Major Corporations Attacked in Historic Hacking Case
A federal indictment unsealed on Thursday alleges that five Russian and Ukraine nationals conspired in a worldwide hacking and data breach dating back to 2007 that targeted major corporate networks, including U.S. banks and retailers, and led to the capture of more than 160 million credit card numbers.
The U.S. Department of Justice said the theft caused “hundreds of millions of dollars” in losses, making it the largest such scheme ever prosecuted in the U.S. The defendants stole user names and passwords, means of identification, credit and debit card numbers and other personal information.
The U.S. Attorney’s Office for the Southern District of New York also made public two additional indictments against one of the suspects, Alexandr Kalinin, 26, of St. Petersburg, Russia, for targeting the systems of U.S. financial institutions and certain computer services used by Nasdaq (NASDAQ:NDAQ).
In the broader scheme, the defendants allegedly targeted corporate victims engaged in financial transactions, including the NASDAQ, 7-Eleven, Visa (NYSE:V), Discovery Financial Services (NYSE:DFS), Carrefour, J.C. Penney (NYSE:JCP), Wet Seal, JetBlue (NASDAQ:JBLU) and Dow Jones, among several others.
“The defendants charged today were allegedly responsible for spearheading a world-wide hacking conspiracy that victimized a wide array of consumers and entities, causing hundreds of millions of dollars in losses,” Acting Assistant Attorney General Raman said in a statement.
U.S. Attorney Fishman said the five suspects and other hackers with similar expertise “threaten our economic well-being, our privacy, and our national security.”
Vladimir Drinkman, 32, of Moscow, Russia and Kalinin were allegedly responsible for penetrating network security and gaining access to the corporate victims’ systems. Roman Kotov, 32, of Moscow, specialized in mining the networks, the DOJ said, while the hackers allegedly hid their activity through anonymous web-hosting services provided by Mikhail Rytikov, 26, of Odessa, Ukraine. Dmitriy Smilianets, 29, of Moscow, allegedly sold the stolen information.
Two of the defendants, Kalinin and Drinkman, were previously charged in New Jersey in a 2009 indictment charging Albert Gonzalez, 32, of Miami in connection with five corporate data breaches, including the breach of Heartland Payment Systems (NYSE:HPY), previously the largest-ever reported. Gonzalez is currently serving 20 years in federal prison.
Drinkman and Smilianets were arrested while traveling in the Netherlands on June 28, 2012. Smilianets was extradited Sept. 7 and remains in federal custody. The remaining subjects, including Kalinin, remain at large.
The additional charges against Kalinin allege he hacked certain computer services used by Nasdaq and conducted an international scheme to steal bank account information by hacking U.S.-based financial institutions.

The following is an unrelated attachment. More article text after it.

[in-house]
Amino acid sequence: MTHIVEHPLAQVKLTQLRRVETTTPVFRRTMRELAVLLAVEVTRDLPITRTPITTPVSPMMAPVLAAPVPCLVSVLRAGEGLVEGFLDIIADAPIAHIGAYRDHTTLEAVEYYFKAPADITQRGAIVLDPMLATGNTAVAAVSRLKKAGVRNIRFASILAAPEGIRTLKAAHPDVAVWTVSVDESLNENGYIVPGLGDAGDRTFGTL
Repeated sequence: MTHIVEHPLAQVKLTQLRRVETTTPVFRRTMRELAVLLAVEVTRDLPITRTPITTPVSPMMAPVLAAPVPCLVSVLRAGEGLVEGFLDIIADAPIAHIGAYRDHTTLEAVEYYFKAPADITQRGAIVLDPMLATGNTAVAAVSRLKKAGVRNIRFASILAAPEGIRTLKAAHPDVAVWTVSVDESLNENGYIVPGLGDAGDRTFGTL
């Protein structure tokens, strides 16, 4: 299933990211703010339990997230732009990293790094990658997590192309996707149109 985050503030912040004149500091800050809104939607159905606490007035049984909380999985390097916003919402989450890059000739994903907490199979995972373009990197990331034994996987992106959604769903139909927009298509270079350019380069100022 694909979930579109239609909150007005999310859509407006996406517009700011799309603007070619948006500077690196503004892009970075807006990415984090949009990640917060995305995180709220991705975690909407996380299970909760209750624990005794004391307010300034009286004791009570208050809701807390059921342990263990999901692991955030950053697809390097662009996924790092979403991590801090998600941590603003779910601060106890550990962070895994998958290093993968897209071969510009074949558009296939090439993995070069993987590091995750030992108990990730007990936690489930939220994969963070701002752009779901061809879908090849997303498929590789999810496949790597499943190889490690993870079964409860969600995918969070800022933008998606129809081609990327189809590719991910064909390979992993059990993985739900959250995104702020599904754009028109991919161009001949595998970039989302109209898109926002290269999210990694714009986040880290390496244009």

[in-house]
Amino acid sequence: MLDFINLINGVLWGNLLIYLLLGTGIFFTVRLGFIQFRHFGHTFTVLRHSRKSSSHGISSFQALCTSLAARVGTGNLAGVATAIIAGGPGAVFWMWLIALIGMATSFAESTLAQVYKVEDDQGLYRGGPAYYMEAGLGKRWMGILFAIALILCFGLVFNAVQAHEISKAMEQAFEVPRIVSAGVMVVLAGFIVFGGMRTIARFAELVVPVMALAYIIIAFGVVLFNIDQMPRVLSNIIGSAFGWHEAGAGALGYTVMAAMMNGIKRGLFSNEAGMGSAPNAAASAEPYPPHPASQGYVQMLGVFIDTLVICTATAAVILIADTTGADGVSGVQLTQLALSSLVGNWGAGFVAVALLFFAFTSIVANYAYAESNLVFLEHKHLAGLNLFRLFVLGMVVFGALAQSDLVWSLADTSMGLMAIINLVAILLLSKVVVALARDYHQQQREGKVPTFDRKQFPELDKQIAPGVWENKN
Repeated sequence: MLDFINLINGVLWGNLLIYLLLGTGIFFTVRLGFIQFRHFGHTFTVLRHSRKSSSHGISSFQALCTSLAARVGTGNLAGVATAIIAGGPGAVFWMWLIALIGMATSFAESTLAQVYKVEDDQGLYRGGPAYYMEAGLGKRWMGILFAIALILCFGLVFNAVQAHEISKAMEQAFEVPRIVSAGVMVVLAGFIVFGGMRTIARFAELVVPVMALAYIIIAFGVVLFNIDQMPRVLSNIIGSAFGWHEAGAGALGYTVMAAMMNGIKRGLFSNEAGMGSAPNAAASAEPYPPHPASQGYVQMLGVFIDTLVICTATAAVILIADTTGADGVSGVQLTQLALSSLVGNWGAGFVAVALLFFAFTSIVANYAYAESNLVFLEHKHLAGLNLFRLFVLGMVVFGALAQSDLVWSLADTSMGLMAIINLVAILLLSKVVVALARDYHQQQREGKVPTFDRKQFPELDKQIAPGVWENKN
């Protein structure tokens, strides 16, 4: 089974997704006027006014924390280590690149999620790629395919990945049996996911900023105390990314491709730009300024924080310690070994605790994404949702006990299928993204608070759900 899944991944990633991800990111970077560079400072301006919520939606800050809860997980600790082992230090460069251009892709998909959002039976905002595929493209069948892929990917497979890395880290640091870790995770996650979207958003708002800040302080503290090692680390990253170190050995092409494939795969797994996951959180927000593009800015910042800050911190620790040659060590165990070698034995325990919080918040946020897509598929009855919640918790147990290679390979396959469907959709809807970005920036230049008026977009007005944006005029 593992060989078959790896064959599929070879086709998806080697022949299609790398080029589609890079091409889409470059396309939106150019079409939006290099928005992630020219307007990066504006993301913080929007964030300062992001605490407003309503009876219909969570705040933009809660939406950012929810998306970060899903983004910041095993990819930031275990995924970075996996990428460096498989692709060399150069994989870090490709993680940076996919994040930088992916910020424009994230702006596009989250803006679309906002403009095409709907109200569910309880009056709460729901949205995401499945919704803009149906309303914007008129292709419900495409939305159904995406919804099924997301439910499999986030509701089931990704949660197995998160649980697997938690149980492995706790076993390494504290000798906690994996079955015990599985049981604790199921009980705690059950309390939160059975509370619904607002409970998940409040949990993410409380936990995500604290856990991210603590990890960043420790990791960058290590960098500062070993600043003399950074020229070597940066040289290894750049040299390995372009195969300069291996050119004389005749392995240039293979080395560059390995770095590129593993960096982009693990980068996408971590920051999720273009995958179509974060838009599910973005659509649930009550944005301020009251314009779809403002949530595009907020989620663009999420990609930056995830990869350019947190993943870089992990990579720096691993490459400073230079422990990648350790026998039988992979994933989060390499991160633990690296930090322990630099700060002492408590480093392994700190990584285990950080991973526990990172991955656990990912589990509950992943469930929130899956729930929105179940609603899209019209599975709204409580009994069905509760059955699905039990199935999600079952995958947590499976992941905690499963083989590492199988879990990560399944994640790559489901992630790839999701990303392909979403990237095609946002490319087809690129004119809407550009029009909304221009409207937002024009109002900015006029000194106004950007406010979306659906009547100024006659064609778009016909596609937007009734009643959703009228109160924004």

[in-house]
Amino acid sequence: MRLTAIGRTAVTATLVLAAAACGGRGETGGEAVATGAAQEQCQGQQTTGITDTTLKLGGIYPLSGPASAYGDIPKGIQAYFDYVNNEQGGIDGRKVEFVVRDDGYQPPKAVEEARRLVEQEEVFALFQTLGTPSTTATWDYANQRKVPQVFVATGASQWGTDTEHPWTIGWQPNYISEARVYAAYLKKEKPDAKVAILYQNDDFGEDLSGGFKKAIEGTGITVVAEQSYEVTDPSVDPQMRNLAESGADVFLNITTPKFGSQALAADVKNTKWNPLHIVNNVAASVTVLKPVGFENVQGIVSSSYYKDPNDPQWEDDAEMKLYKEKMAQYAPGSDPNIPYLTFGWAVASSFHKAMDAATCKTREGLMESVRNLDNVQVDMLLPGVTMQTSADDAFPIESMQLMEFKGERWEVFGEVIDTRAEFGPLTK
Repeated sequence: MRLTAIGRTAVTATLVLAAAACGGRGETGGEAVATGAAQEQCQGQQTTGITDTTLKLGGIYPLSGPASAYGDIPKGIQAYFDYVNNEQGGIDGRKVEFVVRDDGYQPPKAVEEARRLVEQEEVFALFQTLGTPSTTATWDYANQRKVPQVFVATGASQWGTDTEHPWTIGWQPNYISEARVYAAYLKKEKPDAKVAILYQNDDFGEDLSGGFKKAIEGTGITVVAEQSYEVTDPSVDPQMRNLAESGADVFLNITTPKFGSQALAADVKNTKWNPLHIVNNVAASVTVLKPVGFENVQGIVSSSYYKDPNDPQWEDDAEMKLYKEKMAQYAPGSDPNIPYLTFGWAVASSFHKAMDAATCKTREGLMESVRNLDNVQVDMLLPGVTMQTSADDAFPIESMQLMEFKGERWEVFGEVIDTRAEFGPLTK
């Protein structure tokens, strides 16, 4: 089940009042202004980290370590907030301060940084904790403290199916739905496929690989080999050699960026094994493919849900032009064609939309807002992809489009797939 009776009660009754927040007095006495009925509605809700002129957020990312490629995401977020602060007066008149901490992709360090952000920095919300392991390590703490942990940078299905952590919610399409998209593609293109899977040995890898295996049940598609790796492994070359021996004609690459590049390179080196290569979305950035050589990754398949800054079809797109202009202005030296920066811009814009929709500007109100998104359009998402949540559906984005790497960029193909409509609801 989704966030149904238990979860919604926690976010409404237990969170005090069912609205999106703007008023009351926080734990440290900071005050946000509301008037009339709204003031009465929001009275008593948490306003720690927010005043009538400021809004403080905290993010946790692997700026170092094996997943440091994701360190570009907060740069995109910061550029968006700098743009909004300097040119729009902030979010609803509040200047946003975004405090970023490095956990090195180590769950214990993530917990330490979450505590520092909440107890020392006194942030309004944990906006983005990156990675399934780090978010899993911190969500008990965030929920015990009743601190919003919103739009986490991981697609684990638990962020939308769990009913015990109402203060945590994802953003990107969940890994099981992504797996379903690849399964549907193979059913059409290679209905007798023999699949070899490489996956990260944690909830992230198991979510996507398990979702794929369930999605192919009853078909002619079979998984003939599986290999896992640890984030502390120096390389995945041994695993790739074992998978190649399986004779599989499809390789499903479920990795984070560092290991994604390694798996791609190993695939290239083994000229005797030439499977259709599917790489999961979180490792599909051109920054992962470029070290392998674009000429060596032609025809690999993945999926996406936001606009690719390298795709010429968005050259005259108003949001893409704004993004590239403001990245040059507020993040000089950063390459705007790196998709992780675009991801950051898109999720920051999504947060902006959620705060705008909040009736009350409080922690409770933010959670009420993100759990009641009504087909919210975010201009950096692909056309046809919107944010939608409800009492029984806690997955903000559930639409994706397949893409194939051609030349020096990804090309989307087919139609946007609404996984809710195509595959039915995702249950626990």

Accessing Corporate Systems
The initial entry for these hackers was gained using “SQL injection attack,” or Structured Query Language, which is a type of programming designed to manage data held in particular databases.
The DOJ says the suspects infiltrated computer networks by identifying vulnerabilities in SQL databases. Once inside, they would allegedly place malicious code, or malware, on the system, allowing them to continue accessing the system for a lengthy period of time. If kicked out due to a company’s security systems, they would regain access using advanced persistent attacks, often targeting each company for many months. The defendants reportedly had malware implanted in multiple companies’ servers for more than a year.
The stolen data was then sold through online forums or directly to individuals and organizations. Smilianets reportedly charged $10 for each stolen American credit card number and associated data and about $50 for each European credit card number and data. Canadian data was sold for $15. Discount rates were applied when data was bought in bulk, according to the DOJ.
As a result, financial institutions, credit card companies and consumers suffered hundreds of millions of dollars in loses, including more than $300 million from just three unnamed corporate victims alone.
The maximum penalty for one count of conspiracy to gain unauthorized access to computers, which all five are being charged with, is five years in prison with a $250,000 fine, or twice the gain or loss from the offense. The second count of conspiracy to commit wire fraud, which also impacts all five suspects, carries a penalty of 30 years in prison or a $1 million or twice the gain or loss from the offense. The four Russian nationals are also being charged with unauthorized access to computers and wire fraud.